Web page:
Toronto Recombinant Antibody Centre
The Toronto Recombinant Antibody Centre (TRAC) is a state-of-the-art technology platform for the generation of high-quality synthetic antibodies and other proteins that can be used in research and medicine.
Hosted by the University of Toronto’s prestigious institute for biomedical research – the Donnelly Centre – TRAC celebrates its 10th year in operation as a premier facility for developing synthetic antibodies. The TRAC is housed in the newly established Accelerator for Donnelly Collaboration (AcDC).
"TRAC has a fully integrated platform for the discovery and development of human antibodies of therapeutic and diagnostic value – from antigen production to proof of concept efficacy in animals. As well, we are now expanding the TRAC pipeline to engineer other protein scaffolds." Dr. Sachdev Sidhu
TRAC has assembled a world-class team made up of some of Ontario’s most prominent scientists and clinicians with an unusually broad repertoire of interests and expertise. This combination ensures that the TRAC is poised to produce thousands of high-quality antibodies and synthetic proteins against numerous diverse targets, that can then be immediately evaluated for therapeutic and research potential. TRAC is funded by large provincial and federal agencies such as the Ontario Ministry of Research and Innovation and the Canada Foundation for Innovation. The TRAC collaborates with many Donnelly Centre investigators, as well as scientists at the University of Toronto and affiliated hospitals, and within Canada and internationally. These collaborations have contributed to the enormous success and productivity of TRAC.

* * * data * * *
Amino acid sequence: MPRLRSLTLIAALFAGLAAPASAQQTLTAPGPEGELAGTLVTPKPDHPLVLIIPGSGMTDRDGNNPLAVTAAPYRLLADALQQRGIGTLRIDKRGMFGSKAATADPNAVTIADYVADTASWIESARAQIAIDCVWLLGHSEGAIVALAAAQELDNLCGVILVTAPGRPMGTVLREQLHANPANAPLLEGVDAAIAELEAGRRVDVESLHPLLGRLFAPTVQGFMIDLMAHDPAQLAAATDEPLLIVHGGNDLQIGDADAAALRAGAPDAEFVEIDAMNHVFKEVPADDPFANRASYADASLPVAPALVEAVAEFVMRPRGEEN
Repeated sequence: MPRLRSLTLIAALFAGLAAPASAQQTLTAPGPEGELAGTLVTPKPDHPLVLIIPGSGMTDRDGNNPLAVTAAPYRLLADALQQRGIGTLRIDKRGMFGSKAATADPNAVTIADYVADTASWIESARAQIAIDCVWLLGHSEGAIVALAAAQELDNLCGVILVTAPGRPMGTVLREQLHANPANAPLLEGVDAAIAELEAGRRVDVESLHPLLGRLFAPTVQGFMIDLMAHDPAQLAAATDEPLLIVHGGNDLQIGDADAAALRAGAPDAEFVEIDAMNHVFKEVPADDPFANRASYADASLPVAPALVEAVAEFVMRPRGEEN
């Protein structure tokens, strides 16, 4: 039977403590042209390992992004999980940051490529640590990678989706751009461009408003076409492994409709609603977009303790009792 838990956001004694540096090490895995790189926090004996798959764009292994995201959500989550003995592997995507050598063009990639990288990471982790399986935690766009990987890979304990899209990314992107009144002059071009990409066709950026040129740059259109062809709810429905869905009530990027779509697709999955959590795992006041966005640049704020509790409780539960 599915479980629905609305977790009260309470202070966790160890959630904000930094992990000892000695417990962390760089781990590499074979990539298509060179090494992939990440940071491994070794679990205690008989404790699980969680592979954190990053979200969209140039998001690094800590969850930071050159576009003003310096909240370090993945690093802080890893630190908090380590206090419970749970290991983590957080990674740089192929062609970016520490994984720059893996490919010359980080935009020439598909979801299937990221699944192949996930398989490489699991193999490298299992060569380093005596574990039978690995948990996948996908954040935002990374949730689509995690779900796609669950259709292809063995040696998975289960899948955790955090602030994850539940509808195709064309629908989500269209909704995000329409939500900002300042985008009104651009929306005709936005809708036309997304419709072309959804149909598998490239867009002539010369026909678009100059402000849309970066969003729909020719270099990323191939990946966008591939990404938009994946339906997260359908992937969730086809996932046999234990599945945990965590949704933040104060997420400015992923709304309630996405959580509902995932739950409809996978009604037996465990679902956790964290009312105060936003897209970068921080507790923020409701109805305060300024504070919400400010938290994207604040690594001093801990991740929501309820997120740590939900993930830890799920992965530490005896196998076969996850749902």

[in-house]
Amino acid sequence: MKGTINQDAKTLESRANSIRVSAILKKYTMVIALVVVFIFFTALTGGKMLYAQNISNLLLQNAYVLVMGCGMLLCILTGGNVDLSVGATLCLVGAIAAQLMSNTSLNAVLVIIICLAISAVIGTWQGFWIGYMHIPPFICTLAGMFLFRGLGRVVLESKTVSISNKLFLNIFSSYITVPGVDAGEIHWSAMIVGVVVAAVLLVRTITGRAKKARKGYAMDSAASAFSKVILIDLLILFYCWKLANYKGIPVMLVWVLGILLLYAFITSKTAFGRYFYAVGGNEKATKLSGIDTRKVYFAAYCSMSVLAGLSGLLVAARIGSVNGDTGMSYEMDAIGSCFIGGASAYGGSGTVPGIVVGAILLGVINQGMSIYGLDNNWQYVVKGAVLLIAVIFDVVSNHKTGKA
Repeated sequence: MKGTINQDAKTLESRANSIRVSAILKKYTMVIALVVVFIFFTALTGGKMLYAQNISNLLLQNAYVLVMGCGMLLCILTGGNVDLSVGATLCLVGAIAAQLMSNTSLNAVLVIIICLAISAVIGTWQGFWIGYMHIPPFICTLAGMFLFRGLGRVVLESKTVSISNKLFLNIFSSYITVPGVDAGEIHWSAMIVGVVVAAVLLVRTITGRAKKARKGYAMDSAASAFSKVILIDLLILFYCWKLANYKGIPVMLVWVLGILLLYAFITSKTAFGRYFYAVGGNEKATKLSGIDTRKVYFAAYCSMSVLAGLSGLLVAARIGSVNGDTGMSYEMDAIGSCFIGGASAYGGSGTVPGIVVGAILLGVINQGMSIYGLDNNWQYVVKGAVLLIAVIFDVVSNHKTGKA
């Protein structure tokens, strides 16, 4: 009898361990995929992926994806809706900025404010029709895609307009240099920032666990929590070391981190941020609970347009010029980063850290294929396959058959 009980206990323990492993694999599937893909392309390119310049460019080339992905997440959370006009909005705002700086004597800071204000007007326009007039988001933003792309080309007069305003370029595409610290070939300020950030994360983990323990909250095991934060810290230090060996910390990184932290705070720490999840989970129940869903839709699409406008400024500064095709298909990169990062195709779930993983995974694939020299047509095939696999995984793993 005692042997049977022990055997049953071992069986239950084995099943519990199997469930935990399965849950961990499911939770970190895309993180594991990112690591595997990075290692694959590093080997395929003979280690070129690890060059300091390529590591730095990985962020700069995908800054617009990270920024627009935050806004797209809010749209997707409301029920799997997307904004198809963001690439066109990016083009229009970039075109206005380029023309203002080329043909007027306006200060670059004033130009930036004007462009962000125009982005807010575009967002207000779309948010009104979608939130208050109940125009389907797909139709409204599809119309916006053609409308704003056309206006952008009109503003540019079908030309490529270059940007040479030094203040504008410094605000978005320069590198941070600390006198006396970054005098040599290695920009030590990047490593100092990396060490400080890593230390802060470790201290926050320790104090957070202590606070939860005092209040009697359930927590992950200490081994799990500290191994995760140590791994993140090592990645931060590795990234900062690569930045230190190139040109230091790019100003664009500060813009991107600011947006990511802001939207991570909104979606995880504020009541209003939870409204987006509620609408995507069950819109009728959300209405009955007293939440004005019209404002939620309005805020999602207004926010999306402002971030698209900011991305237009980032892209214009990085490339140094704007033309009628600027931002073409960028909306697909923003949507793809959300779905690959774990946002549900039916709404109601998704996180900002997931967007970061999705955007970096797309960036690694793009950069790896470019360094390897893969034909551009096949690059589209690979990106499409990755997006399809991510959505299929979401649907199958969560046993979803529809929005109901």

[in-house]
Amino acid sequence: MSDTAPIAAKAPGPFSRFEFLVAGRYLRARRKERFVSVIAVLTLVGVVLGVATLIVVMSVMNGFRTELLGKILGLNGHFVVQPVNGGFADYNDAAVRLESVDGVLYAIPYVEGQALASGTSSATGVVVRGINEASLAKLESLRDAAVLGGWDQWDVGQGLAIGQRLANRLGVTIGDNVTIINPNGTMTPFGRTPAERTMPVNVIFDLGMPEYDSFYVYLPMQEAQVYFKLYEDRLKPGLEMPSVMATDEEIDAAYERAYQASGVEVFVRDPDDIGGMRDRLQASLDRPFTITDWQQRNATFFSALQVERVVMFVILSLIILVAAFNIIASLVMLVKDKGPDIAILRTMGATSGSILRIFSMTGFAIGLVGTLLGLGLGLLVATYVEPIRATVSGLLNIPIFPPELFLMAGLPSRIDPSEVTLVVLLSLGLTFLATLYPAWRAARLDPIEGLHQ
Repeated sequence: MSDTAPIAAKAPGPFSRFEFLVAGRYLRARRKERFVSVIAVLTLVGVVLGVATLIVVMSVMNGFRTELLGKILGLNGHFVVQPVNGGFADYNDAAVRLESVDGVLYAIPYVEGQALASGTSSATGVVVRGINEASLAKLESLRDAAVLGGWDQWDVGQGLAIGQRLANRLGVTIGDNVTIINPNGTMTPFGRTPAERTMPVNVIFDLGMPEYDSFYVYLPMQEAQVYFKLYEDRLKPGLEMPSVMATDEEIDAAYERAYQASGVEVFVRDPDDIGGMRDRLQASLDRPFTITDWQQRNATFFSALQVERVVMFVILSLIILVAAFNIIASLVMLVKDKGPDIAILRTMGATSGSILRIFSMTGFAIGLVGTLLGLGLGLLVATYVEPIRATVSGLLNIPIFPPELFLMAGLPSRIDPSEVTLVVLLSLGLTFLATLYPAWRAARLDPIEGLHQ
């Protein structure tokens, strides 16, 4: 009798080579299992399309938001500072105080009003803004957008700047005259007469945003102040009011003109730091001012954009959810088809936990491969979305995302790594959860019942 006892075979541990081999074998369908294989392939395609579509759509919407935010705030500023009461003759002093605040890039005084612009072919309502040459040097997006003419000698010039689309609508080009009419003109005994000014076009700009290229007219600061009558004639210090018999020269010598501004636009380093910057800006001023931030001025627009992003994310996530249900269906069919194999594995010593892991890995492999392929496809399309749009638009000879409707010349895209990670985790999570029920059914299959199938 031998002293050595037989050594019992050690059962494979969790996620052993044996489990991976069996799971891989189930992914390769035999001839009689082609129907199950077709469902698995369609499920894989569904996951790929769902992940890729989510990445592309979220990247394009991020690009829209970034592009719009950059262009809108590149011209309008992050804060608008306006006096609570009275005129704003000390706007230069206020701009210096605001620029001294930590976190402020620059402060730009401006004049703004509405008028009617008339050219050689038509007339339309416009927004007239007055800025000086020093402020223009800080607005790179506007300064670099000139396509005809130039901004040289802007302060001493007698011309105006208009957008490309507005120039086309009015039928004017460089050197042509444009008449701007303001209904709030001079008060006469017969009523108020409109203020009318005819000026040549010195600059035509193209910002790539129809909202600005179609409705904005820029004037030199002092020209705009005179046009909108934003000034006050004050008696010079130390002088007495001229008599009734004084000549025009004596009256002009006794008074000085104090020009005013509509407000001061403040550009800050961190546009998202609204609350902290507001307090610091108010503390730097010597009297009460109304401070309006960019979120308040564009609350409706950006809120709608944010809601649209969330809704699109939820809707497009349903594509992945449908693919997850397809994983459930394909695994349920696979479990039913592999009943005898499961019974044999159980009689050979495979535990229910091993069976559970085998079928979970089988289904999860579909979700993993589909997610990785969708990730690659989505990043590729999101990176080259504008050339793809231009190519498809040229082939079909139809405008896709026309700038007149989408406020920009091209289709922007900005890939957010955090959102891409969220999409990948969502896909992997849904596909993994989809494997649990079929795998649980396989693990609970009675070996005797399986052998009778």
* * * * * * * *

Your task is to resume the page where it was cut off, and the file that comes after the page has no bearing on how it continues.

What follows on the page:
The TRAC has also attracted the interest of numerous industrial collaborators. Notably, a major collaboration with Celgene (now BMS) has supported the TRAC since 2015, as part of the Recombinant Antibody Network (RAN).
TRAC has established a strategy for generating antibodies with sub-nanomolar affinities, which are as good or better than conventional antibodies. Antibodies produced by TRAC have been used to detect secreted and cell-surface proteins in cell biology experiments, have been validated as effective probes and modulators of cell signaling and have proven to be effective as therapeutics in animal models of cancer and infectious diseases.
Unlike natural antibodies that are produced in animals, synthetic antibodies are produced from scratch using advanced antibody engineering methods in combination with phage display technologies. This allows for rapid selection and optimization of therapeutic-grade antibodies that can be developed entirely in a test tube, thus overcoming a number of barriers associated with animal-based antibody production platforms.
Several antibodies produced at TRAC are lead therapeutic candidates at spin off companies co-founded by Dr. Sidhu, which include the Toronto companies Northern Biologics, ModMab Therapeutics, and AntlerA Therapeutics.
Watch this video to learn more about synthetic antibodies.